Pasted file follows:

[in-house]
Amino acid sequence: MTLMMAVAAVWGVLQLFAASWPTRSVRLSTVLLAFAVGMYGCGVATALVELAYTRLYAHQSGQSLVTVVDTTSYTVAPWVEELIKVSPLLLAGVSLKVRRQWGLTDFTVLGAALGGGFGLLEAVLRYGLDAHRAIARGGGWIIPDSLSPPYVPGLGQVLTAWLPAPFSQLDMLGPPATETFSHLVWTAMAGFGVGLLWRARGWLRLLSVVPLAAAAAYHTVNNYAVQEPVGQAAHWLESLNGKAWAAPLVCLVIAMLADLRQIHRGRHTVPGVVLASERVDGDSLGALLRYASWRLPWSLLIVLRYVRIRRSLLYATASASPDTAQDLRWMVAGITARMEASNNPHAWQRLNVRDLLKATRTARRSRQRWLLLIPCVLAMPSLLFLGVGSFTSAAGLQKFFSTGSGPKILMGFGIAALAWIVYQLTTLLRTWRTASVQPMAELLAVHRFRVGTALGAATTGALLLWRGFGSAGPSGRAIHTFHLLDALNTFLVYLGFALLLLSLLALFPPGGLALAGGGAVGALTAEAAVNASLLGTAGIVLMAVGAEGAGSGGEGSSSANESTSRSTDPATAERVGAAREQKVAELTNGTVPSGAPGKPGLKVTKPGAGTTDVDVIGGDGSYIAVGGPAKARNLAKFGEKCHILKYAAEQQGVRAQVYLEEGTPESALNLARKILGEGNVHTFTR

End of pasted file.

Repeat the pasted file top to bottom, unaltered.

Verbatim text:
[in-house]
Amino acid sequence: MTLMMAVAAVWGVLQLFAASWPTRSVRLSTVLLAFAVGMYGCGVATALVELAYTRLYAHQSGQSLVTVVDTTSYTVAPWVEELIKVSPLLLAGVSLKVRRQWGLTDFTVLGAALGGGFGLLEAVLRYGLDAHRAIARGGGWIIPDSLSPPYVPGLGQVLTAWLPAPFSQLDMLGPPATETFSHLVWTAMAGFGVGLLWRARGWLRLLSVVPLAAAAAYHTVNNYAVQEPVGQAAHWLESLNGKAWAAPLVCLVIAMLADLRQIHRGRHTVPGVVLASERVDGDSLGALLRYASWRLPWSLLIVLRYVRIRRSLLYATASASPDTAQDLRWMVAGITARMEASNNPHAWQRLNVRDLLKATRTARRSRQRWLLLIPCVLAMPSLLFLGVGSFTSAAGLQKFFSTGSGPKILMGFGIAALAWIVYQLTTLLRTWRTASVQPMAELLAVHRFRVGTALGAATTGALLLWRGFGSAGPSGRAIHTFHLLDALNTFLVYLGFALLLLSLLALFPPGGLALAGGGAVGALTAEAAVNASLLGTAGIVLMAVGAEGAGSGGEGSSSANESTSRSTDPATAERVGAAREQKVAELTNGTVPSGAPGKPGLKVTKPGAGTTDVDVIGGDGSYIAVGGPAKARNLAKFGEKCHILKYAAEQQGVRAQVYLEEGTPESALNLARKILGEGNVHTFTR